Several of my apps here – notably T2M2, Cirrus, and of course Consolation itself – access the macOS unified log. Every once in a while, that doesn’t work, and the app either shows empty data, or an error alert. This article explains what to do next.
In theory, any returned error code should enable you or me to discover the problem. In practice, they usually help little, because few can be traced to a cause which makes sense. Such is the nature of error codes in macOS.
Are you an Admin user?
The most common cause of errors when using apps which access the log is running not as an admin user, but as a regular user instead. During the lifetime of Sierra, Apple decided that ordinary users shouldn’t be able to access log entries, and ever since you have to be running as an admin user in order to extract any entries from the log.
However, attempting to access the log as a regular user doesn’t return an error, you simply get an empty result. If you’re trying to check Time Machine or iCloud, this can mislead, as you could think that there was something wrong with them. So your first check in the event that a log-based app doesn’t work is to ensure that you’re a full admin user.
Regular users can run T2M2 and Consolation using another tool, RunT2M2 or RunConsolation, provided that they already have the main app installed in the main Applications folder. They simply launch the app with elevated privileges.
When you’re confident that you are trying to view the log as an admin user, the next decision depends on whether the Mac has Time Machine enabled.
Is Time Machine enabled?
If your Mac has Time Machine enabled, and has been running for more than a couple of hours since it was last shut down (so that there are Time Machine entries in the log), there is a very quick and simple test which you can do.
Download the current version of Consolation 3 from Downloads above, if you don’t already have it installed. Open the app, and with its default settings, change the Period to read
2 hour rather than
min. Then click on the Get log button. You should see the last two hours of Time Machine log entries appear in its scrolling view.
No Time Machine
If Time Machine isn’t running automatic backups every hour, or you have only just started your Mac up, looking for its entries in the log over the last two hours is going to be fruitless. The best solution then is to view all log entries for a short period of time instead.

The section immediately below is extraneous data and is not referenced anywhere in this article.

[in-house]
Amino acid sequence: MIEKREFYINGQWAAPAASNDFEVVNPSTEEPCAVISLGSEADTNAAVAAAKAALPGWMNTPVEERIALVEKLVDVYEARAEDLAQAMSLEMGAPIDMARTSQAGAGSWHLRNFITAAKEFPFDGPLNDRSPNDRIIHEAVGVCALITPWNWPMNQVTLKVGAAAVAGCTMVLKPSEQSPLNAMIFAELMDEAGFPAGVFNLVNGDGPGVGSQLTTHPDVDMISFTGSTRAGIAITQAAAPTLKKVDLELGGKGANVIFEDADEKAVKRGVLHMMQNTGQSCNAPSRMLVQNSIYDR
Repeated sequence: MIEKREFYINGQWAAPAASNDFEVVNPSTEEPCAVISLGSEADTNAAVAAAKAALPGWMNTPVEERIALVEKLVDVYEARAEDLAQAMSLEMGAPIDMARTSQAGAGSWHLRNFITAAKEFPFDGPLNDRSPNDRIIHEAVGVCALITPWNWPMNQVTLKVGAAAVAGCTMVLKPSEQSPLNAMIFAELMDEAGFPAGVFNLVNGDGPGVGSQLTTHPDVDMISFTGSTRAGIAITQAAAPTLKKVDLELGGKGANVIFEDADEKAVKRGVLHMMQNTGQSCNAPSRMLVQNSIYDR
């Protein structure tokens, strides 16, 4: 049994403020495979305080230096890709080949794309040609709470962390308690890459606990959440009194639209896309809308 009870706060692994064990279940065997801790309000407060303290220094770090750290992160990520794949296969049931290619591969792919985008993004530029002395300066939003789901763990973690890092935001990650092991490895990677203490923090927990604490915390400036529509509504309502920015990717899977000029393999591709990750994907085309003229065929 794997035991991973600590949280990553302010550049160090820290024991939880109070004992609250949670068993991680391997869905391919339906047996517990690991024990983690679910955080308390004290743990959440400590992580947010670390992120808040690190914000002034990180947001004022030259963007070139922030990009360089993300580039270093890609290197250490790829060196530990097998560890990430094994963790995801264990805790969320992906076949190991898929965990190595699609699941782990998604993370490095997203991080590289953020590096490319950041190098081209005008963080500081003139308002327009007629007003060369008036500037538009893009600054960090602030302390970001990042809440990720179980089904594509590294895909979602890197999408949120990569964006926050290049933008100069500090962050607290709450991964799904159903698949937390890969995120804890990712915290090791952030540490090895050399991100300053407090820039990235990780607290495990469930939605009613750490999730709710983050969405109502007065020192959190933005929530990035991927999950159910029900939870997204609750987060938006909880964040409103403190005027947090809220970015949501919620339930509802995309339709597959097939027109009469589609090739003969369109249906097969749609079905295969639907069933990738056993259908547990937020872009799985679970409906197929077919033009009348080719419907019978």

In the Filter section, click on the other text radio button, then set the Period to read
1 min; if you make that much longer, you could be overwhelmed with entries. Then click on Get log.
If you see text log entries as the result of either of those two tests, this proves that your log system and the
log command are working properly. Go back to the app which caused the error, and try again, looking carefully at its documentation to check that you’re not doing anything wrong.
If you see no log messages at all, then the most probable cause is that you are logged in as a non-admin user. Otherwise, that or an error number given in an alert are likely to indicate a failure in the
log command or the log system.
Next check whether there are logs on the startup volume of your Mac, by looking in /var/db/diagnostics, where you should see folders with names such as Persist, Special and timesync. Inside the Persist folder, there should be several or many files with names like
You can also check the live streaming log using Console, but beware as this uses a different mechanism for obtaining its log messages. It is quite possible for Console to work normally, but no entries to be saved to the log files where
log, Consolation, T2M2, and others access them.
The only way to fix such problems is to re-install
logd, and other components of the log system. In Sierra and High Sierra, the easiest way to do that is to download and install the latest Combo updater. If that doesn’t fix it, or you’re running Mojave, then you’ll need to re-install macOS. If you do that and your Mac still won’t write its logs properly, you need to contact Apple support.